Ben McNutt wrestles with boys.

Homoeroticism is embedded in physical culture. Renditions of this embedment have appeared in every art form throughout history. Greco-roman marble sculptures present us with a physically perfected male form. Classicist paintings elongate and exaggerate the male physique. This inherent eroticism in physical culture is as present in contemporary discourse as it has been centuries before it. I find these displays of homoeroticism a paradox. They are representative of a heteronormative masculine ideal yet they are quintessentially homoerotic in my eyes. This homoeroticism is on display in museums, educational institutions, public venues, etc. This content is often disregarded as a platform for sexuality. I choose to use wrestling as a contemporary example to display alongside these works. Wrestling is homoerotic. Positions are physical. Players pin, grab, and wrap their bodies around another in order to win. The male physique is shown off by one-piece, tight-fitting spandex and nylon singlets. Body types are often in peak physical condition. Wrestlers hold strong admiration and veneration alongside each other. Wrestling has a fundamental relationship with arts and culture spanning for thousands of years. When approaching this content I see the eroticism that is on display. Framing these pieces in a specific way allows the erotic content already present within the content to then be explicitly drawn out. My work allows for sexuality throughout history to be questioned and to facilitate contemporary conversations in regards to it.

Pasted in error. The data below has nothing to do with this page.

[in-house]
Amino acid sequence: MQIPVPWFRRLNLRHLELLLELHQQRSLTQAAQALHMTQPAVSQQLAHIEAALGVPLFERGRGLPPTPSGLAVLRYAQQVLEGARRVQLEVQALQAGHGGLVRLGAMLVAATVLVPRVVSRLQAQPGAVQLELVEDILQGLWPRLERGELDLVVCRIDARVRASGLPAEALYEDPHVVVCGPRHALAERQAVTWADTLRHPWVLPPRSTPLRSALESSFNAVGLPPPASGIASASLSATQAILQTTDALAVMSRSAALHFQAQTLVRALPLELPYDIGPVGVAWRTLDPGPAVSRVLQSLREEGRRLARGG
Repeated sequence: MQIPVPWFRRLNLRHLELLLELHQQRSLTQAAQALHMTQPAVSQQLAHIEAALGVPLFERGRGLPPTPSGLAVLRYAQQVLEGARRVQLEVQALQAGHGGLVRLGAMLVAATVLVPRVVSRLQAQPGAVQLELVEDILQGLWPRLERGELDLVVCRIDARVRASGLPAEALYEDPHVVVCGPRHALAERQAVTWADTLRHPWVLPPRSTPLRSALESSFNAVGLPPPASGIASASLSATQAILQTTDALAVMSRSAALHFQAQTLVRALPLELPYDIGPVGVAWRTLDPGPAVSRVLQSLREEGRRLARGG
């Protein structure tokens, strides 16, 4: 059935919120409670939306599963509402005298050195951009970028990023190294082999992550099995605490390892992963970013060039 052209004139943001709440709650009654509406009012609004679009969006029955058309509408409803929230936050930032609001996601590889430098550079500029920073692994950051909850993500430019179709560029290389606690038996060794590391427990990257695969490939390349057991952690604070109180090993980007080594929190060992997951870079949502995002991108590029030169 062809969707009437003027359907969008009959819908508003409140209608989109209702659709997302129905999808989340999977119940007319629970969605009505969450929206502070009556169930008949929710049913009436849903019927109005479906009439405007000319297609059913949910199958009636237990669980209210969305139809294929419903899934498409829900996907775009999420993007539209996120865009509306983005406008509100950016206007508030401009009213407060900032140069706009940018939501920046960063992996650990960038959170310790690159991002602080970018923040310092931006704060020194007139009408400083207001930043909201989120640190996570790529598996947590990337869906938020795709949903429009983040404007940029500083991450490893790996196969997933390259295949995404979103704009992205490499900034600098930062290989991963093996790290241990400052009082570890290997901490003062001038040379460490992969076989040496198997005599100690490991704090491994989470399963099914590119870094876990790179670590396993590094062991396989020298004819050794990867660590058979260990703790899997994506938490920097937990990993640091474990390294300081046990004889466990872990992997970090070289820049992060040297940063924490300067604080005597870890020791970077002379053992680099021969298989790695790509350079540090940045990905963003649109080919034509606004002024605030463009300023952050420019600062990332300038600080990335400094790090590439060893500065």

I was immediately drawn by Ben McNutt‘s work, at first by its delightful visual qualities. McNutt joins portraits, simple tableux, and recontextualized images  (of sculptures and found images), to explore the latent homoeroticism even in things that might be considered hyper masculine. There is a sense of obsession to McNutt’s images: The boys are drenched in sweat, their eyes closed. They seem to be caught in a moment of pleasure. The sculptures, the sketches and other found images compulsively focus on repeated gestures or body parts. All the images in McNutt’s project tug at each other, an ongoing push and pull between McNutt’s lustful gaze and his rational mind.

What ultimately holds my continued interest in Mcnutt’s work is not the simple matter that his images are artfully produced, but also how he manages to include  a degree of sincere personal narrative into these highly constructed images. Through his Tumblr, McNutt is also very open about his process, which essentially adds to the value to the finalized images – since as much of the work goes into the amount of research that McNutt involves himself in.

You can also find McNutt on Tumblr.